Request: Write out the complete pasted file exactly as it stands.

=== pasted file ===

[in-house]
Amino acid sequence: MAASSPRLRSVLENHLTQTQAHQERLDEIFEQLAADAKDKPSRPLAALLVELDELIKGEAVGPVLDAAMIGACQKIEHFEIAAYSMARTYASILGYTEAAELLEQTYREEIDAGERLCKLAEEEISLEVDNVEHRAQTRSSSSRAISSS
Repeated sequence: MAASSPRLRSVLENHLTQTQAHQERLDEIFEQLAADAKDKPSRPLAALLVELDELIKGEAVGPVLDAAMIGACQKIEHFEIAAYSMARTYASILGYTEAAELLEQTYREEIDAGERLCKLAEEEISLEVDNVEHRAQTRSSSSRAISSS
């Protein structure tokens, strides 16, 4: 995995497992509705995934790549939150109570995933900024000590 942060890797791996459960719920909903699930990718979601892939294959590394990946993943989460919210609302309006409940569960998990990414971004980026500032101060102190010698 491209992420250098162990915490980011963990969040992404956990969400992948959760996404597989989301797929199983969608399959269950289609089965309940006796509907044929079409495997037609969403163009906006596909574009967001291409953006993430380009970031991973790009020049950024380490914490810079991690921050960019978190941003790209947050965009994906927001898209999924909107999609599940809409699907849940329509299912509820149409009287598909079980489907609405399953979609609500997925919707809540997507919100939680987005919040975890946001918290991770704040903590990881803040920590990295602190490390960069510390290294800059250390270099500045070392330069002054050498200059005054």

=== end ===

[in-house]
Amino acid sequence: MAASSPRLRSVLENHLTQTQAHQERLDEIFEQLAADAKDKPSRPLAALLVELDELIKGEAVGPVLDAAMIGACQKIEHFEIAAYSMARTYASILGYTEAAELLEQTYREEIDAGERLCKLAEEEISLEVDNVEHRAQTRSSSSRAISSS
Repeated sequence: MAASSPRLRSVLENHLTQTQAHQERLDEIFEQLAADAKDKPSRPLAALLVELDELIKGEAVGPVLDAAMIGACQKIEHFEIAAYSMARTYASILGYTEAAELLEQTYREEIDAGERLCKLAEEEISLEVDNVEHRAQTRSSSSRAISSS
């Protein structure tokens, strides 16, 4: 995995497992509705995934790549939150109570995933900024000590 942060890797791996459960719920909903699930990718979601892939294959590394990946993943989460919210609302309006409940569960998990990414971004980026500032101060102190010698 491209992420250098162990915490980011963990969040992404956990969400992948959760996404597989989301797929199983969608399959269950289609089965309940006796509907044929079409495997037609969403163009906006596909574009967001291409953006993430380009970031991973790009020049950024380490914490810079991690921050960019978190941003790209947050965009994906927001898209999924909107999609599940809409699907849940329509299912509820149409009287598909079980489907609405399953979609609500997925919707809540997507919100939680987005919040975890946001918290991770704040903590990881803040920590990295602190490390960069510390290294800059250390270099500045070392330069002054050498200059005054």